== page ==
• 18 planks of 2” x 4” x 96” lumber
  • 1 sheet of 4’ x 8’ plywood 
  • 150 2.5” deck screws
  • Saw
  • Handsaw
  • Drill
  • Circular saw

Look for hex head screws to reduce the risk of stripping your screws. 

Step-By-Step Instructions for Pulling Blocks

Follow this step-by-step guide to build the most robust and durable pulling blocks possible. 

measurements for diy pulling block
  • Measure and mark a rectangle with 20″ x 30″ dimensions on the plywood. Cut along the marked lines. These will serve as the top piece for the utility blocks.
  • Cut the two-by-fours into 30-inch boards. Make a total of 30 boards. These will serve as the height for the block.
  • Cut the two-by-fours into 20” boards. Make a total of 32 boards which will serve as the frame for the block.
  • Lay the 30” boards in a rectangular shape. Use the 20” boards as the width for the frame. The corners will be mitered together. 
  • Alternate stacking 20” two-by-fours and 30” two-by-fours, as indicated in the picture. Note that the top layer will have five 30” pieces for maximum stability. The other layers will only have three of these pieces. 
  • End the project by screwing the plywood board on top of the two-by-fours to give us the needed stability for the topper.
man measuring wood for diy pulling block

Expert Final Thoughts: DIY Pulling Blocks

These DIY pulling blocks are a neat tool for lifters, CrossFit athletes, functional fitness fans, and more who are looking for a way to add jerk boxes/jerk blocks to their home gym arsenal. 

As a caveat, though, this project is not for everybody, as it takes some know-how to ensure the project goes off without a hitch. You also need to have access to various tools. If you need to go out and buy these tools, the DIY version quickly becomes a lot more expensive than the commercial ones, like the ones that Rogue sells. 

Nonetheless, if you’re up for the challenge, these pulling blocks would be an excellent asset to one’s weightlifting routine.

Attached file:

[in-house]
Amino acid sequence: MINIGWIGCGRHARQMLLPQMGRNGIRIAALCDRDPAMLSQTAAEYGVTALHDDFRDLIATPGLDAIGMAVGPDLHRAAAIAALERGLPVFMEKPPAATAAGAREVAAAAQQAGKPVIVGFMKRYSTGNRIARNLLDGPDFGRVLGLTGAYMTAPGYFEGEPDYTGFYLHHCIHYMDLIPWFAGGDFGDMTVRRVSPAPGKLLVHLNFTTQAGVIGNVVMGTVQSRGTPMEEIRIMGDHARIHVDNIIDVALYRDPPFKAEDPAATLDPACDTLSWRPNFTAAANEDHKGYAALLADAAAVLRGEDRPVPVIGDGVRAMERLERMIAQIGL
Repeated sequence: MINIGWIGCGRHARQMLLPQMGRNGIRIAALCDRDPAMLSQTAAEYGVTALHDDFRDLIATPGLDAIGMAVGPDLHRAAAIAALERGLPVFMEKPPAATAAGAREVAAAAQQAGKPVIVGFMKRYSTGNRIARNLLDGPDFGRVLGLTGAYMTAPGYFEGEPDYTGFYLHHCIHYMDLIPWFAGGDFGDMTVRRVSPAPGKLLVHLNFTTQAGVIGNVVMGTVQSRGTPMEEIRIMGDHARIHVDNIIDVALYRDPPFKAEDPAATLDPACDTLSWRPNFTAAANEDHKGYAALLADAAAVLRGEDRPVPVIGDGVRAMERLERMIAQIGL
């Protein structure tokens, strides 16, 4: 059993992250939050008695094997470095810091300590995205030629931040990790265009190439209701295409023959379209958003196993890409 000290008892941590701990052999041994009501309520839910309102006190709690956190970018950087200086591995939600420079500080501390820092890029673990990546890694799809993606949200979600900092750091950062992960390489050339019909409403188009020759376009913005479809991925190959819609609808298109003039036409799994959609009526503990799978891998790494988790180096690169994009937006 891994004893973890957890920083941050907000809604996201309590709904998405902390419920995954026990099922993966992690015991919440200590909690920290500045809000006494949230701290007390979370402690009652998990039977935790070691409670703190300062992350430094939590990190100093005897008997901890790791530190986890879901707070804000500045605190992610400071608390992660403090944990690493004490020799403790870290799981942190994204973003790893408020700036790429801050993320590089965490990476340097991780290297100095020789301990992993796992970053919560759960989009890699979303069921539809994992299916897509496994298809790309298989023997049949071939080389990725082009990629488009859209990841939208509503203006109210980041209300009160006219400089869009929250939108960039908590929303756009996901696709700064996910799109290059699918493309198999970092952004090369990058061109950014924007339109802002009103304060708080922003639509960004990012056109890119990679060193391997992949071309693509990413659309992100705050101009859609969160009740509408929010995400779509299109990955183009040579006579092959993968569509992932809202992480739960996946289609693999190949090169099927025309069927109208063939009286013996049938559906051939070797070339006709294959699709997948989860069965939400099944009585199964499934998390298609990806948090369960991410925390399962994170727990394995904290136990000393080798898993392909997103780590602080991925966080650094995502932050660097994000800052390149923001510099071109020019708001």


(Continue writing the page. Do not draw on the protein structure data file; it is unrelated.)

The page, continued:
FAQ: DIY Pulling Blocks

What can I use for block pulls?

For block pulls, you just need an elevated surface to set your barbell on. Heavy wooden blocks, like DIY utility blocks, would do the trick. You can also stack weight plates, provided they won’t move much.

What are the dimensions of a pulling block?

It really depends on how you’ll be using them. However, 20 inches long, 30 inches wide, and about 14 inches tall should suffice for most weightlifting activities. 

How do you make deadlift blocks?

You can make DIY pulling blocks and add horse stall mats to protect them. The steps may include:

– Measure and mark a rectangle with 20″ x 30″ dimensions on the plywood. Cut along the marked lines. These will serve as the top piece for the utility blocks.

– Cut the two-by-fours into 30-inch boards. Make a total of 30 boards. These will serve as the height for the block.

– Cut the two-by-fours into 20” boards. Make a total of 32 boards which will serve as the frame for the block.

– Lay the 30” boards in a rectangular shape. Use the 20” boards as the width for the frame. The corners will be mitered together. 

– Alternate stacking 20” two-by-fours and 30” two-by-fours, as indicated in the picture. Note that the top layer will have five 30” pieces for maximum stability. The other layers will only have three of these pieces. 

– End the project by screwing the plywood board on top of the two-by-fours to give us the needed stability for the topper.

Can you use plates for block pulls?

People do occasionally use plates for block pulls. You can use bumper plates or regular weight plates, provided that they stack cleanly and do not shift much.